You can also demonstrate your attention to detail by being specific in your discussion of what you do: Managed a staff of three interns; Served as liaison between lab group and department head; Spearheaded development of pay-per-click marketing campaigns for X, Y, and Z clients.
Don’t just list! Your resume needs to tell a story about you, not just rehash the job posting for your previous gig. Instead of making a simple list that begins with “duties” or “responsibilities include” (come on, you know that sounds like a total snoozefest), use active verbs to help convey the specific tasks you’ve accomplished on the job. Collaborated with internal team and external vendors to source products, implemented a new system for tracking leads, revamped corporate website to reflect new brand strategy.
Even if what you do isn’t terribly thrilling, using specific, active verbs can your resume stand out. (E.g., “Client communication” versus “Communicated with clients to ensure that targets were met and issues were promptly resolved.”)
“I’m passionate about what I do.”
Are you? Though today many employers want an intense level of commitment (which is a whole other deal), there are limits to how “passionate” one can be about, say, a call center job. Likewise, if you’re just starting out and you’re applying for jobs that are in a wide range of fields, you probably don’t have a “passion” for each and every one of them. If you actually are into what you do, it should be conveyed not only by your cover letter and resume, but also by your web presence (and yes, you should assume that before you get an interview request, you’re going to be Googled).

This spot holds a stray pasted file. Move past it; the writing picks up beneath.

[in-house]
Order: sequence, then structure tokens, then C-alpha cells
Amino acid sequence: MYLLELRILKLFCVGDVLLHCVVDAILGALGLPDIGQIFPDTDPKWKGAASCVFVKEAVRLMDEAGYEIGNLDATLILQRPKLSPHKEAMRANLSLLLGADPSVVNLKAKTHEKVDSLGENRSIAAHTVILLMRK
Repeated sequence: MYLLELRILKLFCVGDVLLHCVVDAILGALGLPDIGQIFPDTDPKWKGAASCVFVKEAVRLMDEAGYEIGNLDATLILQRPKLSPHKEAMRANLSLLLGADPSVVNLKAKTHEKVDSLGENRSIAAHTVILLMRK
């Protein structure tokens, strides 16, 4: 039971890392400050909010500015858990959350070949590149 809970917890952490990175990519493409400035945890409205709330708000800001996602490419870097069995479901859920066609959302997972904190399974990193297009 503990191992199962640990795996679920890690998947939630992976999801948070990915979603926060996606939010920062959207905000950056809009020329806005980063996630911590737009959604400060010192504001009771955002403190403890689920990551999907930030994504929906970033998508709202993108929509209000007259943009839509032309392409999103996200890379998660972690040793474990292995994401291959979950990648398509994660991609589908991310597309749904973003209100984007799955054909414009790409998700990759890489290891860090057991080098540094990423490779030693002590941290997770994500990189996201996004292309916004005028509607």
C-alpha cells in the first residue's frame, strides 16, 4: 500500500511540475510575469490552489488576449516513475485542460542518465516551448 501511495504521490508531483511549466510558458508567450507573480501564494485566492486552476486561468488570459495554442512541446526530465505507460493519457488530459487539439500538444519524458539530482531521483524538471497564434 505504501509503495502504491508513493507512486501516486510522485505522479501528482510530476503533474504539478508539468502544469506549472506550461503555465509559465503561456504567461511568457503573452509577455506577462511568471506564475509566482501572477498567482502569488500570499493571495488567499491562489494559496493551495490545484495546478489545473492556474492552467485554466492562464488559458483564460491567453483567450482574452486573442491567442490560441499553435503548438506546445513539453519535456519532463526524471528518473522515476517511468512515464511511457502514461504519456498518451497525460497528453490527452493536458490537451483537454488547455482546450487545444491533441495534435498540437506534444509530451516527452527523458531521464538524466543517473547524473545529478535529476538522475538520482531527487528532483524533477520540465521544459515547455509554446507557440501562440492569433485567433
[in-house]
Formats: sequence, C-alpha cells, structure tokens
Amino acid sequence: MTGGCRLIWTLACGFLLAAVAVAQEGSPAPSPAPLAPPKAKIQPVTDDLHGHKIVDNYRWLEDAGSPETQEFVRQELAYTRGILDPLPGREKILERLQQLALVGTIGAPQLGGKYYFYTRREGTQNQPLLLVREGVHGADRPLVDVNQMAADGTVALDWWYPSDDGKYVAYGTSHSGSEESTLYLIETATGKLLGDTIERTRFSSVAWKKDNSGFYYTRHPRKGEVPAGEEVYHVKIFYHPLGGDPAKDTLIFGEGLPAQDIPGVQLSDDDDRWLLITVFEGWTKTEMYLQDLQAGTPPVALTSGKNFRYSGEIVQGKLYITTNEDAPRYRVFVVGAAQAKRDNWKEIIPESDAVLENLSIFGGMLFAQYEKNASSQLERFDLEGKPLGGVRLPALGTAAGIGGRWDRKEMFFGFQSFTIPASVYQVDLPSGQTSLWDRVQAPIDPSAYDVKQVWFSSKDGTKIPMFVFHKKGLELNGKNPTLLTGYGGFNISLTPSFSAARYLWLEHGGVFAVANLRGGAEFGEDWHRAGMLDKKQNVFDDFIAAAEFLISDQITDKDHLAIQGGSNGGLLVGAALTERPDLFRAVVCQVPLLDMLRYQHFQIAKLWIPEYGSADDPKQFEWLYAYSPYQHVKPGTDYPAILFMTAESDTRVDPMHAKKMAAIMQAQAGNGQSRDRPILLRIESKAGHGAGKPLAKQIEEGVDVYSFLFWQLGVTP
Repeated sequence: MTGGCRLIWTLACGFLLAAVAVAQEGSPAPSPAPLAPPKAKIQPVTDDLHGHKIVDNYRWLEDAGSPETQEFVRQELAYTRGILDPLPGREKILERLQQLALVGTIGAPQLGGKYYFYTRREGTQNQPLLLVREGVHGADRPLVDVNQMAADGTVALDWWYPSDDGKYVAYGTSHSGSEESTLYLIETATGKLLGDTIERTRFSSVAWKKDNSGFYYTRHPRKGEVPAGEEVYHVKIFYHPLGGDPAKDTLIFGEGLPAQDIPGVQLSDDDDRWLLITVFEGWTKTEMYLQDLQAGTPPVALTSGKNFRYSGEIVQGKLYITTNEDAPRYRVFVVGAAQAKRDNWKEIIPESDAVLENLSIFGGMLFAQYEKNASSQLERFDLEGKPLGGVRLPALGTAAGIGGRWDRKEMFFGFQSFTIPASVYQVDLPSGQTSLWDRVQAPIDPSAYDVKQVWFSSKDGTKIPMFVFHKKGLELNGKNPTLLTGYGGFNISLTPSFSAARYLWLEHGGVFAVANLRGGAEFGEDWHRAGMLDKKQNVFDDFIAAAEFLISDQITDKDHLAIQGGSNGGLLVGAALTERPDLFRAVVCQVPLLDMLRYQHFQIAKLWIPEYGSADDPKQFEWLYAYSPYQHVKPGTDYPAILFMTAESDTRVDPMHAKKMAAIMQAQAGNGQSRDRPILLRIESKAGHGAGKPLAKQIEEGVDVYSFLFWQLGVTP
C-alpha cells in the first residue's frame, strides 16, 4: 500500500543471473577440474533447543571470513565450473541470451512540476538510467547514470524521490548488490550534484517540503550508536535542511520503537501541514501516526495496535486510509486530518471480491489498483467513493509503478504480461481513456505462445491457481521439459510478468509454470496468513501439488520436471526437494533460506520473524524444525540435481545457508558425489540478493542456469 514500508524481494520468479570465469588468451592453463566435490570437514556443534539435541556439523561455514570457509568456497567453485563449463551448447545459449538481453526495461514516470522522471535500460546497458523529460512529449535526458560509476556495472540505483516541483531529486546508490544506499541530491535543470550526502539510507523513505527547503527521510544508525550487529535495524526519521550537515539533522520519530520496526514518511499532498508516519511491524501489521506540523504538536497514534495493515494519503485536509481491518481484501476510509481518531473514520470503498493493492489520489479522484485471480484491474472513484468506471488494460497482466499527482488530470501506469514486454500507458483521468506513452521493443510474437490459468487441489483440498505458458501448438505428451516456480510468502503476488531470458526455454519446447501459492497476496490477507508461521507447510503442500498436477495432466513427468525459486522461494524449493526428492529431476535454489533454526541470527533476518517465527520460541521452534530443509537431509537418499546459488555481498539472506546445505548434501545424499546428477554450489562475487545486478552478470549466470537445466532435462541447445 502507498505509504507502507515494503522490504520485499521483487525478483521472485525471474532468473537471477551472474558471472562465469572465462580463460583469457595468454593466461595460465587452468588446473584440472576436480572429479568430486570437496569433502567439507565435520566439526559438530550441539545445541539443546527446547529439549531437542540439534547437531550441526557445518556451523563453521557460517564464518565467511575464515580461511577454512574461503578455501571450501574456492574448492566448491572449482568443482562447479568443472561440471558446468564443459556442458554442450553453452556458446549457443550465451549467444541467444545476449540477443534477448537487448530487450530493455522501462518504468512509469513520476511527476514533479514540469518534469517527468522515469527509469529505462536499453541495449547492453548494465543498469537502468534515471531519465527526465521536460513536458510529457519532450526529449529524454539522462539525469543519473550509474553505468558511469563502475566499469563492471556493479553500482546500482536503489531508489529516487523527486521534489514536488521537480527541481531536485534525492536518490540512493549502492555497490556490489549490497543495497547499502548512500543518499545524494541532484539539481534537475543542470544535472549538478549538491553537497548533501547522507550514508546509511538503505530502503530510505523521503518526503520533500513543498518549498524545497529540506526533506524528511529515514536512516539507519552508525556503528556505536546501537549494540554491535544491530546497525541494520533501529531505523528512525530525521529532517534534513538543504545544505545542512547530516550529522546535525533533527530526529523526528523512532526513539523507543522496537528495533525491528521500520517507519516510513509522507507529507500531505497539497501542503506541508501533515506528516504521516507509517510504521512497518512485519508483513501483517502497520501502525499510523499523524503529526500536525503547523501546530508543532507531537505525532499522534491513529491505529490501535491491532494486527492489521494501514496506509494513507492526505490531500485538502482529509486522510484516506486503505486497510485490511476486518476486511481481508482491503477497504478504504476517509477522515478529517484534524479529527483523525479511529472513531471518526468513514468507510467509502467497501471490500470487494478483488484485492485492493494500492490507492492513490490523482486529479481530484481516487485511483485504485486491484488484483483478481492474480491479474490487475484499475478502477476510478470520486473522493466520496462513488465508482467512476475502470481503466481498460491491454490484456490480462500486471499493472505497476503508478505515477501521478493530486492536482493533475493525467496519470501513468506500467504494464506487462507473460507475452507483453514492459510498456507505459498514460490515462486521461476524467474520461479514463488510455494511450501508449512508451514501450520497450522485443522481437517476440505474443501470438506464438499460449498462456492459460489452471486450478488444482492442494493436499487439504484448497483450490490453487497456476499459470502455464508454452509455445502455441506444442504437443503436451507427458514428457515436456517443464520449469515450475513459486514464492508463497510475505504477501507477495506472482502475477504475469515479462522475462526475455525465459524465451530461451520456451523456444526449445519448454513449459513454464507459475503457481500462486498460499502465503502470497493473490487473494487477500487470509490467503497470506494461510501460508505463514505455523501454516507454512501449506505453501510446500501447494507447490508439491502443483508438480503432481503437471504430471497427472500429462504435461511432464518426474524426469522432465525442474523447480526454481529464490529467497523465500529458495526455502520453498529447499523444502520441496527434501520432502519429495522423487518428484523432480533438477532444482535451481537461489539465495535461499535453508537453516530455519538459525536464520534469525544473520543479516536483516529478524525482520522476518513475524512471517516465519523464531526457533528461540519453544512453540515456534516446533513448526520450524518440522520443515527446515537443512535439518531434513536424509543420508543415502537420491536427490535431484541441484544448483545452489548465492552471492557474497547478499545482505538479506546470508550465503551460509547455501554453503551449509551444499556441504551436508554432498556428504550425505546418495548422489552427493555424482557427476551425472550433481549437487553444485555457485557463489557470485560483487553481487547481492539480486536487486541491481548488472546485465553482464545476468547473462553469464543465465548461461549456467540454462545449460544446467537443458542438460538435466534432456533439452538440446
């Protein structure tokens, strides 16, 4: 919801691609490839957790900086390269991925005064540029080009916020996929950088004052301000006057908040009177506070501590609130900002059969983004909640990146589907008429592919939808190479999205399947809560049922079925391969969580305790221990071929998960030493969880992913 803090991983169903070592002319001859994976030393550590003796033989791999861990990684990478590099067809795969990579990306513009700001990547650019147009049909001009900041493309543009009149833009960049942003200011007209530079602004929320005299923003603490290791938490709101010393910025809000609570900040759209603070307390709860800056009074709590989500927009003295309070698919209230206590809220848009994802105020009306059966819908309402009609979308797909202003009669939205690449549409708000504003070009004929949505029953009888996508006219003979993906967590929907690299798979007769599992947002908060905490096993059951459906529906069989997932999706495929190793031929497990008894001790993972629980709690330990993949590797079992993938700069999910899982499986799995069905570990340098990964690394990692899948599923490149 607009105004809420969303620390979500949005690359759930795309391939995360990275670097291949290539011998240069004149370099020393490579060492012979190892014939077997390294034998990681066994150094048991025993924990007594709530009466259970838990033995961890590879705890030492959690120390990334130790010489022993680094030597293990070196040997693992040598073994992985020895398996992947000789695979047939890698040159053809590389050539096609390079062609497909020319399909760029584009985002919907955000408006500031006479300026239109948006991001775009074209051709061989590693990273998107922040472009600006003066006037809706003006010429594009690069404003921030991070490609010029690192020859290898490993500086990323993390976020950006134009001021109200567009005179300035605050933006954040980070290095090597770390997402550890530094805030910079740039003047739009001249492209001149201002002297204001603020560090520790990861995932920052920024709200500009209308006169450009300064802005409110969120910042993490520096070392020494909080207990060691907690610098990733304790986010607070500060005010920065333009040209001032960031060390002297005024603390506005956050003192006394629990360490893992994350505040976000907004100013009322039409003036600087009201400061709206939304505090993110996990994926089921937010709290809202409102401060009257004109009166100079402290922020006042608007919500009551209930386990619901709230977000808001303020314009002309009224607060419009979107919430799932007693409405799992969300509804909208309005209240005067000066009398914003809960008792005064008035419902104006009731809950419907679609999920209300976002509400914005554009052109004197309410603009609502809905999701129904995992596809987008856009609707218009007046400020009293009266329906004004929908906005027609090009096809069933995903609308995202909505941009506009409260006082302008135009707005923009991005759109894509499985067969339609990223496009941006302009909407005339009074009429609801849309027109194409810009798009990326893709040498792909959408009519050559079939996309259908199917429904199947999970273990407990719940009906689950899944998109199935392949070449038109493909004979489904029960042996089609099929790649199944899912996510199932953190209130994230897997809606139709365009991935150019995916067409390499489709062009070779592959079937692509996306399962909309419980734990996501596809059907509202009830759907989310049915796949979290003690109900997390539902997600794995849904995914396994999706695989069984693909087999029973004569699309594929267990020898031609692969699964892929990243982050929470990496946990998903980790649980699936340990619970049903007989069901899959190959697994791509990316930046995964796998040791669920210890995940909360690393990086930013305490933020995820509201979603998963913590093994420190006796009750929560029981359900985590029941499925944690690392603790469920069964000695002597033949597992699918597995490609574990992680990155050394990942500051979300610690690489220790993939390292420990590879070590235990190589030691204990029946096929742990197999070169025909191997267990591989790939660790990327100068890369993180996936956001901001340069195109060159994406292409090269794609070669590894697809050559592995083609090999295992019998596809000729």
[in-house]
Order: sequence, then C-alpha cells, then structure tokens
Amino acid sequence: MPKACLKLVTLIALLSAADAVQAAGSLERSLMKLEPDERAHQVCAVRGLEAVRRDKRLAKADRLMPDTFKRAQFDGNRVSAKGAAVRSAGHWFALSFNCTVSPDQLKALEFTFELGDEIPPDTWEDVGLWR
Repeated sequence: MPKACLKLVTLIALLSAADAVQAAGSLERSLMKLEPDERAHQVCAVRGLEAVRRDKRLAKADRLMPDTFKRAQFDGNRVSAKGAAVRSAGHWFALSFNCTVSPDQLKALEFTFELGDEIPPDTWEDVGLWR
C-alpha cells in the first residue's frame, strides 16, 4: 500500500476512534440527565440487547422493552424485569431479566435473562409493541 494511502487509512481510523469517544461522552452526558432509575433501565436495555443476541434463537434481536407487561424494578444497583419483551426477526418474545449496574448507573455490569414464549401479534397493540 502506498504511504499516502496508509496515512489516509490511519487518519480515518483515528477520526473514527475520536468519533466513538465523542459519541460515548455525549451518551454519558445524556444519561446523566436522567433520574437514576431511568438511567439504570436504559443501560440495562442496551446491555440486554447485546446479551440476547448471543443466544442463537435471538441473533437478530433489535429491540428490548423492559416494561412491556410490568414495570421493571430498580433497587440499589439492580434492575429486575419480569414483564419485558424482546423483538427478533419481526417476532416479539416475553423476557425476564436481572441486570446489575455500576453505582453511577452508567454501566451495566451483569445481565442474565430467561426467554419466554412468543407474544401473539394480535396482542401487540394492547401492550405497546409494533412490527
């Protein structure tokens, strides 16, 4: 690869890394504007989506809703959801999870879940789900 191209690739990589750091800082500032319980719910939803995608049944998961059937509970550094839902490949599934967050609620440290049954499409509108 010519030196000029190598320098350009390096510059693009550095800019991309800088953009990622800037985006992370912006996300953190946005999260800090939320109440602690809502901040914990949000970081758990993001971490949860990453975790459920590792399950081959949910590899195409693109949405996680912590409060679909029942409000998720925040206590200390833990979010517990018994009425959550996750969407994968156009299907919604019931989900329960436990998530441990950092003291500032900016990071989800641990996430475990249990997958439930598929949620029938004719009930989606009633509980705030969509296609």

Your LinkedIn profile should obviously show that you’re excited about what you do, but ideally any other public profile (e.g., Twitter, which relatively few people have set to private) should reflect your interest and enthusiasm, at least a little. If it doesn’t, just leave “passionate” out of it. Otherwise, you’re just setting yourself up for an interview fail: “So, what makes you passionate about being an administrative assistant?” “Uhhhhhhhhh.” Don’t lay out anything in your cover letter or resume that you aren’t ready to answer for when you finally get that call.
Image source: pixabay.com
Written by Lynn Gaertner-Johnston, Syntax Training
Send me the tips for taking effective minutes at meetings. Thanks.
3. Avoid “Dear Sir” or “Dear Sirs” as a greeting. It excludes the possibility of a woman as your reader. Instead, whenever possible, learn the reader’s name and use it. If you cannot discover your reader’s name, use a generic term such as “Dear Hiring Manager” or “Dear Credit Representative,” or use “Dear Sir or Madam.”